Blending Heavy Duty Single Pedestal IBC Blender Small, Laboratory, Medium and Large Scale Blending Solutions The concept is simple. The same Intermediate Bulk Container (IBC)...Read More
The concept is simple. The same Intermediate Bulk Container (IBC) that is used for shipping and storage is also used for blending. A typical tumbler/blender consists of a cradle and a pedestal support. The cradle is the structure that holds and rotates the entire IBC. The cradle is either single or tandem supported by a pedestal base and is skewed l5° to 30° on the rotational axis. This arrangement holds the IBC level with the floor for loading and produces the blending angles required by the IBC during rotation. This angle puts the straight wall sections at continuously changing opposing angles throughout the revolution. This action produces a cross-flow effect that homogenizes the batch.
The majority of tumble/blenders in use today are stand-alone units that are loaded by means of a fork truck. A small but growing percentage of units load the IBC’s from floor level by a pallet jack or are wheeled into the unit if the IBC is mounted on casters. The following is a typical scenario of how containment blending is accomplished in a stand-alone installation:
The operator fills the IBC with ingredients in correct proportions. The IBC may be put in storage or immediately loaded into the tumble blender. Once loaded, the operator selects the duration of the blend cycle and presses the start button on the unit. The blender then rotates the entire IBC for the predetermined interval and signals the operator upon completion.
Growing in demand are tumble/blenders that are integrated into a fully automated system. The following is a typical scenario of containment blending system integration:
The IBC is retrieved from storage and is typically filled at an automated filling station. It is then transported by AGV or conveyor to the blender and is automatically loaded. It is then blended, unloaded, and transported to storage or to an IBC discharge station.
Containment blending offers the following advantages over conventional blending equipment:
1) Total product containment.
2) Zero clean up required on blender. Container tumble blenders easily accommodate different batch formulations because the product contacts only the IBC allowing immediate product change over and zero blender clean up.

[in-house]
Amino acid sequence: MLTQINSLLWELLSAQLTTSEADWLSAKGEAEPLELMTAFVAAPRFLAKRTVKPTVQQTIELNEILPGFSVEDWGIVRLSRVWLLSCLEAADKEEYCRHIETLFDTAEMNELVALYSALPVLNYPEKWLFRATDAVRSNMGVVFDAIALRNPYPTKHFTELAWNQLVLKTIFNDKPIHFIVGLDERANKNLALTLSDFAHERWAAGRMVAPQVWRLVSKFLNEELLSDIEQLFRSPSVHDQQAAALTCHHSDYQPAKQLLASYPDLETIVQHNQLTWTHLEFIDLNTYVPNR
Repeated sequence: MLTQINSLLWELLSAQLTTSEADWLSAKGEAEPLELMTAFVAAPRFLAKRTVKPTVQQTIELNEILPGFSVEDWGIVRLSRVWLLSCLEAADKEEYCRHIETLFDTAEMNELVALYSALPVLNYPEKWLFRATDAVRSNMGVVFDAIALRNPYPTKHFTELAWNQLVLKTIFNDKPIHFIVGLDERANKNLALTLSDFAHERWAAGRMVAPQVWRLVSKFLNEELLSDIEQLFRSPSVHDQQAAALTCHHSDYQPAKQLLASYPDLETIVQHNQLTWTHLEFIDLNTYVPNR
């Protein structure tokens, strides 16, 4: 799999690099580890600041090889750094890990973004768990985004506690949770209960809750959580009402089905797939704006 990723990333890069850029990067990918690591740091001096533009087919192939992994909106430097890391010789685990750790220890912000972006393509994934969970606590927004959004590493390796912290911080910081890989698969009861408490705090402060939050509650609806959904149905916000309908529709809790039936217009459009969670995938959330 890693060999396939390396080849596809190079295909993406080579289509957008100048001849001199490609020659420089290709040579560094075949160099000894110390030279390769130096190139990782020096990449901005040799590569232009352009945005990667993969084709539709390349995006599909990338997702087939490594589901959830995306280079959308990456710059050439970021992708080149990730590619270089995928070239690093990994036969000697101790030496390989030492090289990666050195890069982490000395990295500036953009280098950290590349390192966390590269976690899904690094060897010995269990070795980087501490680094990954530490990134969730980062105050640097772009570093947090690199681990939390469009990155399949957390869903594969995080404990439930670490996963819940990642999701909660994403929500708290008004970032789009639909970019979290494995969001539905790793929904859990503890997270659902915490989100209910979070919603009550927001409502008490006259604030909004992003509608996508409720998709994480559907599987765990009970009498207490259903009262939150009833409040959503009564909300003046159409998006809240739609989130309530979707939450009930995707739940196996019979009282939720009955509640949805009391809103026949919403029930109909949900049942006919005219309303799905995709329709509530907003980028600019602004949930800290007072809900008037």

3) Reduced blend times in most instances.
4) Less ingredient segregation. Eliminates the need to remove the batch from the transport and blending container. Batch transferring by nature is a process that tends to segregate ingredients.
5) Increased product containment. Less product transfer results in reduced chance of spillage or contamination by airborne substances.
6) No cross-contamination. The product never contacts the blender and does not require transfer to and from the blending container.
7) Increased process flexibility. An infinite number of product formulations can easily be blended in the same unit because the blender never contacts the product.
8) Conducive to automation. Designing a Containment Blending System
Successful blending depends on the following factors:
1) IBC Fill Level
The IBC should typically be filled from 50% to 80% of its maximum “waterfill” capacity. Ideally a 65% fill volume should be targeted. A 65% fill volume allows room in the IBC for the blending action to occur yet does not unnecessarily waste IBC capacity.
2) IBC Design
This design is basically a rectangular box with typically a 42″ by 48″ base dimension. The ideal height proportion is in the range of 1.3 – 2 times the widest base dimension. The 42″ by 48″ base configuration is the most common although other base sizes can be successfully blended as long as the width-to-length base proportions are within 25%.